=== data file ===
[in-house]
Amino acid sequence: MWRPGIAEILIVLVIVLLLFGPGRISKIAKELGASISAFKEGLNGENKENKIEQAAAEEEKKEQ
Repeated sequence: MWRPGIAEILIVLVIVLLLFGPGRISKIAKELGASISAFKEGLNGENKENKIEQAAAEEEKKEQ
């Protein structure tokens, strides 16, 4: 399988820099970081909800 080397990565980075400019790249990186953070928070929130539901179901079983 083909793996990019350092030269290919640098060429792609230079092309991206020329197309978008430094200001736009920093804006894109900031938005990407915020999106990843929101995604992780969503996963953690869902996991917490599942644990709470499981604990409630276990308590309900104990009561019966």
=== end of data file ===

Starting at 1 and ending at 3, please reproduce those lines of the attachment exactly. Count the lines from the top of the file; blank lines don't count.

[in-house]
Amino acid sequence: MWRPGIAEILIVLVIVLLLFGPGRISKIAKELGASISAFKEGLNGENKENKIEQAAAEEEKKEQ
Repeated sequence: MWRPGIAEILIVLVIVLLLFGPGRISKIAKELGASISAFKEGLNGENKENKIEQAAAEEEKKEQ